And finally, don’t let the writing get in the way of the story. If you are torturing your verbs and phrases to avoid simple usages like “he walked slowly,” you run the risk of wasting the reader’s time. Worse, you can come off sounding like an amateur who’s trying too hard: “Look, Ma! I’m writing!” Also, working with constant reference to the thesaurus is simply a bad habit we all go through and eventually learn to break.7 A simple, direct, and more or less colloquial style is the best approach to putting words on paper or on the screen.

But these are rules any writer can learn by reading with a keen ear and editing your own work with a critical eye. These are good writing habits rather than specific injunctions against any particular word form or construction.

For the rest, I favor the response of Dr. Emmett Brown in Back to the Future: “Rules? Where we’re going, there are no rules.”

1. These are replacements for the verb “said” that apparently are only used in a low literary context: “Whoa!” John shouted. “Enough,” Peter growled. “Get over here!” Simon barked. “I didn’t mean it,” Mary sniffled. According to the rule, these should all be “said,” “said,” and “said.” The rule maker would even forbid the occasional use of “asked,” “ordered,” or “whispered,” which actively indicate the speaker’s intention or tone of voice without invoking animal sounds.
       Of course, I would avoid using words that are not actually related to the act of speaking, such as “laughed,” “giggled,” “wept,” or “sighed.” Extraneous noises or necessary histrionics can be shown by adding, for example, “with a laugh” or “with a giggle” to the verb “said,” or by including these actions in a separate sentence accompanying the dialogue.

2. So—and incorporating more than one rule here—instead of writing “Two all-beef patties, special sauce, lettuce, cheese, pickles, onions on a sesame seed bun,” you should simply write “Two patties and sauce on a bun.” The reader will get the idea.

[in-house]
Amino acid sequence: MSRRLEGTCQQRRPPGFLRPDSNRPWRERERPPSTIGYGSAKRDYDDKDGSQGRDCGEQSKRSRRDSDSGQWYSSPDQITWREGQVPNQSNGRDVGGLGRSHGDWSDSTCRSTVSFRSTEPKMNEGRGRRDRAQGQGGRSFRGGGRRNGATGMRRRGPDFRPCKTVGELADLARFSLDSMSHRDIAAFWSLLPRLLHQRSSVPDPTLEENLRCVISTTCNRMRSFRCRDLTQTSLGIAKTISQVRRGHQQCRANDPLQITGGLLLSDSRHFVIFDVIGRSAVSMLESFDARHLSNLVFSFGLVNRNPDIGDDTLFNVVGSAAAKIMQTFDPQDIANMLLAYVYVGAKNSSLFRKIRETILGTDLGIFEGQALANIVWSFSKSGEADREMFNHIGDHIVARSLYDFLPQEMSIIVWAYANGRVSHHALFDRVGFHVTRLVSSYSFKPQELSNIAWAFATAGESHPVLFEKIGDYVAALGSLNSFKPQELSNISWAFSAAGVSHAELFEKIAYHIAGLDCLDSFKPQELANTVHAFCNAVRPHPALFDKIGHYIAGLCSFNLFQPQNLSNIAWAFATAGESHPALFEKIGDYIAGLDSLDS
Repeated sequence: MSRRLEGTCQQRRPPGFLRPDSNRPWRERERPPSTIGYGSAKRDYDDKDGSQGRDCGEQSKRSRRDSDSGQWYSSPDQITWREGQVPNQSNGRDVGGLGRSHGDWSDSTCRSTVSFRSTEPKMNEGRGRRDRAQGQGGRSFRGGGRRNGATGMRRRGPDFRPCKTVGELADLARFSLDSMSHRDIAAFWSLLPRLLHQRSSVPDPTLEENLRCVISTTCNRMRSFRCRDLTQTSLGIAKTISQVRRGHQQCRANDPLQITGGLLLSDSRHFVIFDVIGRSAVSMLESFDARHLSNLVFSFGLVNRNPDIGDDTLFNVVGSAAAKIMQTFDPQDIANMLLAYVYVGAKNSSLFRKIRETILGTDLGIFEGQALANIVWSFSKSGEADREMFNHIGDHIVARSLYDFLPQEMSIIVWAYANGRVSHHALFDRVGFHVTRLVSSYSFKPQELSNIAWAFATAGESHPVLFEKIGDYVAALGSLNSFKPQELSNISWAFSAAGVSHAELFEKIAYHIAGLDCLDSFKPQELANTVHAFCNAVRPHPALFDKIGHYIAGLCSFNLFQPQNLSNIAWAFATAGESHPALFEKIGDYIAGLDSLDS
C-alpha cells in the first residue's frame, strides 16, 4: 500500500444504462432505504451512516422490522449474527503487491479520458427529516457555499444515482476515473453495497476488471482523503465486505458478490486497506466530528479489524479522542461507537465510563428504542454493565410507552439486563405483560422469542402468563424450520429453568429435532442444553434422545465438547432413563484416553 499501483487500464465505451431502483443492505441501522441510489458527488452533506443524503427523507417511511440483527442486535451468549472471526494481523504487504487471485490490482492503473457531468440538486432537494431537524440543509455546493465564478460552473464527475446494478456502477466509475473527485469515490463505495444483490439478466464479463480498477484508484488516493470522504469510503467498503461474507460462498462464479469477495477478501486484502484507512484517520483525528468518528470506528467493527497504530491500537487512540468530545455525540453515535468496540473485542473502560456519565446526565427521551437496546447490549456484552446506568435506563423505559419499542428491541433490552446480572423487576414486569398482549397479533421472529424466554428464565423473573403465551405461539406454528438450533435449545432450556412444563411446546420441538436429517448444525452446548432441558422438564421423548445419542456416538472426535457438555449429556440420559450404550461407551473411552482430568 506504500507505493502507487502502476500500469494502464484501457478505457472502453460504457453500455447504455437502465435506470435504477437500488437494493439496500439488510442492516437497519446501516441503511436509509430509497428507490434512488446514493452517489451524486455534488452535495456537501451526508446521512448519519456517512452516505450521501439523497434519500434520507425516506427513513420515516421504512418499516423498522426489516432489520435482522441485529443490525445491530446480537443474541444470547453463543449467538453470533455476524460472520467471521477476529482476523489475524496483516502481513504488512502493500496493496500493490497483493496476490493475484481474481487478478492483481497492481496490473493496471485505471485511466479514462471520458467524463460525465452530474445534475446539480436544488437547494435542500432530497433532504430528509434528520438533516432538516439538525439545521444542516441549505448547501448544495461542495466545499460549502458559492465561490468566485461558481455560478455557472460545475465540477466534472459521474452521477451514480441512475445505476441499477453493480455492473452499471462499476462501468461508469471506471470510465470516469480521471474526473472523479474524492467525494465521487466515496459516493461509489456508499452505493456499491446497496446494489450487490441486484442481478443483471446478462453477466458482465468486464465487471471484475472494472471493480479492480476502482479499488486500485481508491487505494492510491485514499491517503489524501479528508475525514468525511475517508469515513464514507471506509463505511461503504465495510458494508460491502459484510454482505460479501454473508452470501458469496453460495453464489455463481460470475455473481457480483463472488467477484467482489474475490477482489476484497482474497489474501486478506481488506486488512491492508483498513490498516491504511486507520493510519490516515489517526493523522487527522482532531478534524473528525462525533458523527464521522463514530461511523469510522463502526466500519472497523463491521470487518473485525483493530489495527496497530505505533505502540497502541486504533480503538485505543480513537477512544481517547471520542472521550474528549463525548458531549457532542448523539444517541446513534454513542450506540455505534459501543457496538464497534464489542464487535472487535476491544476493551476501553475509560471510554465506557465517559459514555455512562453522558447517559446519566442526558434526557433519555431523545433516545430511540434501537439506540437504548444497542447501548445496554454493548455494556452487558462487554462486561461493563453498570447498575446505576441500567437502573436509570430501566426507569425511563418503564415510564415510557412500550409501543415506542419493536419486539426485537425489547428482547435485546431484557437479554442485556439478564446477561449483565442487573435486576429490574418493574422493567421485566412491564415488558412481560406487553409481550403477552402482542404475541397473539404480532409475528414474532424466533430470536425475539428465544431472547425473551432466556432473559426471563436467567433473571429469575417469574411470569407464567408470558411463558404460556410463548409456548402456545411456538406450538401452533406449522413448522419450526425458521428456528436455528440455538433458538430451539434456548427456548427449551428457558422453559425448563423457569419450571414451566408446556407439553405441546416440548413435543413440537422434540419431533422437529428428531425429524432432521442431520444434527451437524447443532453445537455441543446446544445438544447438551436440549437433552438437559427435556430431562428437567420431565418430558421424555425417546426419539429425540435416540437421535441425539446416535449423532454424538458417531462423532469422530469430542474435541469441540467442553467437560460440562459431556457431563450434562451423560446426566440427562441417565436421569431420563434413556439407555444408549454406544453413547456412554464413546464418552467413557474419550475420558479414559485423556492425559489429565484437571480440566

3. While I’ve been beguiled by Emily Dickinson’s poetry, it’s usually presented to the world after careful editing. If you’ve ever looked at her original manuscripts, you can see that she knew only three pieces of punctuation: the dash, the exclamation point, and the period, which is saved for the end of the whole poem.

4. In The Doomsday Effect, I had the character of Jason Bathespeake talk with an impediment, reflecting the fact that his speech centers were no longer connected to his vocal cords but to a mechanical synthesizer. In the manuscript, I had carried his odd speech pattern through every line of dialogue right to the end of the book. A wise editor suggested that I use the quirks for a chapter or two, then let the pattern fade out, with only an occasional reprise. This would approximate the effect of knowing or working alongside someone with a speech defect or accent: sooner or later the novelty wears off, you understand the speech as natural to the person, and you no longer hear the differences.

5. Stage business is a playwright’s term. I use it to mean some bit of action that accompanies dialogue to indicate who is speaking. “ ‘I see what you mean.’ John took out his cigarettes and lit one. ‘And how does that affect us?’ ”

6. Sometimes what seems innocuous or even banal at one point in the story will be shown to have significance later on. That’s a key tool of the mystery writer—and all of us, at some level, are presenting a mystery for the reader to discover and interpret.

7. Oh, I use Roget’s in my writing, but usually in the context of knowing that the word I have in mind is not quite the word I want. Then it’s helpful to look at some synonyms. Very occasionally, I might have written myself into a trap where I have to use, for example, the word “door” six times in three sentences. Then, if I can’t gracefully use the pronoun “it” for occasional relief, I might look into Roget’s for a synonym. But most of them are going to be a bad fit. Going “door … door … door … door … portal” is worse than succumbing to that final “door.”